The Complex Freedom of Creating Art as a Black Woman in Post-Apartheid South Africa
Colleen van Niekerk on Writing After Enforced Silence
When I was a kid growing up in apartheid South Africa, art was something that white people did. They owned it, were custodians of it, they were the designated ones capable of producing it. In our home, one of my brothers provided the reggae of Peter Tosh, Steel Pulse and others. In Cape Town, my city, we had graffiti, Public Enemy, liberation struggle posters and District Six—The Musical. We had B-Boys and an assortment of horn players, all of whom were beloved sons of the Cape. But while Eddy Grant sang the cheeriest of protest songs called “Gimme hope Jo’anna,” it was whites who had visual art and post-modernism. They arranged arts festivals and had the imposing theater downtown that staged operas and plays. They wrote books.
We were minstrels on show at Tweede Nuwe Jaar, the day after New Year’s, an annual celebratory day in Cape Town of parades, band music, painted faces and flashy suits. This day existed because it was traditionally the single day of the year that our slave ancestors had off from work. Yes, the year. One could argue who the festivities of that day are truly for now, but, back in the day, could there be a more revealing way of describing our worth to white society as artists? Entertain us, be a spectacle, but for God’s sake don’t think you can produce intellectually rigorous, “real” art. And do all of this on your day off.
I’ve been writing since I was 10, but it’s taken me more than 30 years to call myself a writer, to own the descriptor with ease and without insecurity. This could only come after shaking off what this messaging throughout my youth bred, and what I’ve seen in some other women of color: a crippling sense of insecurity about my worth. These messages about literature and art, in a place that couldn’t even afford me the decency of a proper name for my cultural and ethnic group (we were classified as “colored” by the apartheid government), made a formidable wall that stood between me and ownership of what I can do.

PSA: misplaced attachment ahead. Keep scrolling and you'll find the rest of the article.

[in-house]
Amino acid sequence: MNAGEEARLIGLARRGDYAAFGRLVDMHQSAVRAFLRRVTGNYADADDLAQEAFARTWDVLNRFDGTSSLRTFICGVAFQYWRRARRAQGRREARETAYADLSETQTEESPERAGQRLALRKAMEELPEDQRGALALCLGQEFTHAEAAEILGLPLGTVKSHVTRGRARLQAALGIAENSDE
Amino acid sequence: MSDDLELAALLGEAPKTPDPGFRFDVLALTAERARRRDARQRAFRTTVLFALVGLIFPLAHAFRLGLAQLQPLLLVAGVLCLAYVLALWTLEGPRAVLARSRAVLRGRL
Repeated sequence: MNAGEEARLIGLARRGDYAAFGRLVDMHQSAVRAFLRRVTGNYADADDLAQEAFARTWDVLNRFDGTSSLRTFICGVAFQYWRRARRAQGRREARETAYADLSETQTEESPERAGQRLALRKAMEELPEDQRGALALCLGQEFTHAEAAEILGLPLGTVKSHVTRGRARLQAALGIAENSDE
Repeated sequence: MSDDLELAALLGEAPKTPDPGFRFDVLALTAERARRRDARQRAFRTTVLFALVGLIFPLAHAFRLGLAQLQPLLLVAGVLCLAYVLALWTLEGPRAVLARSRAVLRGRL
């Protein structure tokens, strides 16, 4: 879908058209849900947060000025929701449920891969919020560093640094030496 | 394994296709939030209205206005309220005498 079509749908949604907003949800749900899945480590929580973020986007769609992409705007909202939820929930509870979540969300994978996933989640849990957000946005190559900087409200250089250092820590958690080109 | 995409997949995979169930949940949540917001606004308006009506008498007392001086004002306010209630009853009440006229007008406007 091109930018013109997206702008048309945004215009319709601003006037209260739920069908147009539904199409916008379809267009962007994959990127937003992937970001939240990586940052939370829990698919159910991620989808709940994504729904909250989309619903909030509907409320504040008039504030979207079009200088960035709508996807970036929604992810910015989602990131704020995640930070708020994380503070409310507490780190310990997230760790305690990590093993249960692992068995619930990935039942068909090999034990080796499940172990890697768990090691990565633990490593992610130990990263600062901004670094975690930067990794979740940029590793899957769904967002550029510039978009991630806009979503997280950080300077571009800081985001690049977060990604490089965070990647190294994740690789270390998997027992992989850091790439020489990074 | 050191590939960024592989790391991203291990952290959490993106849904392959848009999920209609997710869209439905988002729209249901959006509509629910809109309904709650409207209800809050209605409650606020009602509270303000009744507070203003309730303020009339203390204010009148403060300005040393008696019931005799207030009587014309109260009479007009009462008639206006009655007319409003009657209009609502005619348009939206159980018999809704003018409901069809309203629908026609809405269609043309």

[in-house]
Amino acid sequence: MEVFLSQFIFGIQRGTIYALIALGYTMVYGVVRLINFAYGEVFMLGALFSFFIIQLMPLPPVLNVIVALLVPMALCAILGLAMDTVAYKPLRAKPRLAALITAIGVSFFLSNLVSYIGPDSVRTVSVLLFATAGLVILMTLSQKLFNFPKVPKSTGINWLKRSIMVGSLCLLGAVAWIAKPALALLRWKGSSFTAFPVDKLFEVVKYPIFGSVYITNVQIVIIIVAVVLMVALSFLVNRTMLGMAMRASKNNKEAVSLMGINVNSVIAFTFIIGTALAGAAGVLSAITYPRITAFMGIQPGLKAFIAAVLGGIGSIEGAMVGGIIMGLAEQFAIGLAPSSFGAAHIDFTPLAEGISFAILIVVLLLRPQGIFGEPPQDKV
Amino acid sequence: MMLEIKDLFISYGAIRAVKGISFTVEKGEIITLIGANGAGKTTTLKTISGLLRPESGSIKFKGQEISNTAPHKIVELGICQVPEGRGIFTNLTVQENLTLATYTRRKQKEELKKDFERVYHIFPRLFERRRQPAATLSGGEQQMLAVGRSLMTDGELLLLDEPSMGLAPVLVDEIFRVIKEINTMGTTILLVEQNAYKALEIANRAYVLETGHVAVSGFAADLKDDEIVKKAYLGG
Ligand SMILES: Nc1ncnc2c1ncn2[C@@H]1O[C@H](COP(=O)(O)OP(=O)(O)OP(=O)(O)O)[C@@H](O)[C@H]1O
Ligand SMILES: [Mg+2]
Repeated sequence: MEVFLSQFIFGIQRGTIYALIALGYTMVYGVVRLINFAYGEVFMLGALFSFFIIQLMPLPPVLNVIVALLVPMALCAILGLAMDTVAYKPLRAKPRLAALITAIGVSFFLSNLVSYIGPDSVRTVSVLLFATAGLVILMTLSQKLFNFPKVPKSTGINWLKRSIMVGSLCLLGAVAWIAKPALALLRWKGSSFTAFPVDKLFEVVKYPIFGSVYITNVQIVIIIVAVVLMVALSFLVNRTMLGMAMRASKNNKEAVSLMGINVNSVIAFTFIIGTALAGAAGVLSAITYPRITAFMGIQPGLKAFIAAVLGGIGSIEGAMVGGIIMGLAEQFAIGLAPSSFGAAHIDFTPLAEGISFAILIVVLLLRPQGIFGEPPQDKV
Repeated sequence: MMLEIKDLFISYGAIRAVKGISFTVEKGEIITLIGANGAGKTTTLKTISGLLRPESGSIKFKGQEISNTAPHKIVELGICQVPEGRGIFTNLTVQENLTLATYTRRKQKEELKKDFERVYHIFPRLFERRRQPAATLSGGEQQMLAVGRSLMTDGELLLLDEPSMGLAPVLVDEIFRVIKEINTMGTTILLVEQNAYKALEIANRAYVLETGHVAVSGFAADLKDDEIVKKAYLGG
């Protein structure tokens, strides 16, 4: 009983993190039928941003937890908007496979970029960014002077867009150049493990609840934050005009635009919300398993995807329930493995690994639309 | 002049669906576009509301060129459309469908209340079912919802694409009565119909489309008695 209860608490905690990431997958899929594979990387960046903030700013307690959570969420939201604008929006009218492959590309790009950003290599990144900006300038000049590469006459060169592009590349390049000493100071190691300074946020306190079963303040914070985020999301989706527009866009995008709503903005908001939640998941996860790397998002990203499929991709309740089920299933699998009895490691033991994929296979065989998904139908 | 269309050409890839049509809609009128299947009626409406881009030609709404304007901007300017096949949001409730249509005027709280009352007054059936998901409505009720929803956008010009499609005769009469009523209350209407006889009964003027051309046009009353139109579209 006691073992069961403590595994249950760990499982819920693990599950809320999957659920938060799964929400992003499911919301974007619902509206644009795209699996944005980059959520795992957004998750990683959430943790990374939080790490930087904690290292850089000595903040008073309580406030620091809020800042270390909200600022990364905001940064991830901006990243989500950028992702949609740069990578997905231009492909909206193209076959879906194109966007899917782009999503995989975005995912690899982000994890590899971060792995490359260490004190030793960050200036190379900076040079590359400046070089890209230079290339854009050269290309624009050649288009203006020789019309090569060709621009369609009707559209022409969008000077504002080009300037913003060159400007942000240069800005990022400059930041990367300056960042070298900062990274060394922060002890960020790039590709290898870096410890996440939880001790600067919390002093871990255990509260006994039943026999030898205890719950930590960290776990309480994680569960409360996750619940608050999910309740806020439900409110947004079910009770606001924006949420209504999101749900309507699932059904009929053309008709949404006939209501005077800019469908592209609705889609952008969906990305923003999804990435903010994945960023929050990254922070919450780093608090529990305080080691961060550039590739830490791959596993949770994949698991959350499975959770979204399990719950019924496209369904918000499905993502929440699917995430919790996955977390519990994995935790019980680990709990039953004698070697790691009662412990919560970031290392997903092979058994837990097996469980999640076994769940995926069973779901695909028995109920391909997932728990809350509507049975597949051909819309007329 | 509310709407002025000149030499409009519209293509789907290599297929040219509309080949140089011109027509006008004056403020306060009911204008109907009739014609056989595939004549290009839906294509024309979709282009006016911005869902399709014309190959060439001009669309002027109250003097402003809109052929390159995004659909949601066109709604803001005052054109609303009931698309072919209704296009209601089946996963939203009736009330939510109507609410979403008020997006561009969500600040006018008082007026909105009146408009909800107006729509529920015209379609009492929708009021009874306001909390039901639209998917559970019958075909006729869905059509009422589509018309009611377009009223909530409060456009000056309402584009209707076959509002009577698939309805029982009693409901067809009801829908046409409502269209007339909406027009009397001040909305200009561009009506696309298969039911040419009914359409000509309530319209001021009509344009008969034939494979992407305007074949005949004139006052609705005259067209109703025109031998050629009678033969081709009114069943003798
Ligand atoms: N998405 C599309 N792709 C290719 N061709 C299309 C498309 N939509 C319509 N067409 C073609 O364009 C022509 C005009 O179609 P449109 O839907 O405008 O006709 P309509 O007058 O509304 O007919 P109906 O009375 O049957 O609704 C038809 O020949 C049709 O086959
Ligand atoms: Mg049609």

Instead, I had learned in the 80s that being an artist of color in South Africa meant living an insecure, fraught existence despite the adulation some might give. There were coloreds who wrote novels but they were few. After all, the government didn’t really like what they had to say.
These are different times; how different is a question of degrees which depends on context. The momentum of the last few years has, at least, provided space in public discourse for us to raise awareness of the deeply personal nature of many issues of social justice. Younger generations of color have a far lower tolerance for directives that tell them they’re inferior. It’s about time.
But there is, in tandem with all of this—especially in those of us who are older women of color—the deep wound we often deal with that comes with that contested sense of worth. Society told us for decades to accommodate less attention and less care, that that is all we’re good for. We are not enough, we’ve been told. I often look at TV shows or movies with white female leads and wonder what the extent of change to the entire story line would be if that character was Black, was dark-skinned, was Brown. The answer usually isn’t favorable. In this way, and others, signals come hard and fast that we make people uncomfortable. Yet it is not weakness to set boundaries, acknowledge one’s vulnerabilities, ask for what you need, and refuse to accept society’s often callous treatment as a shameful, personal failure.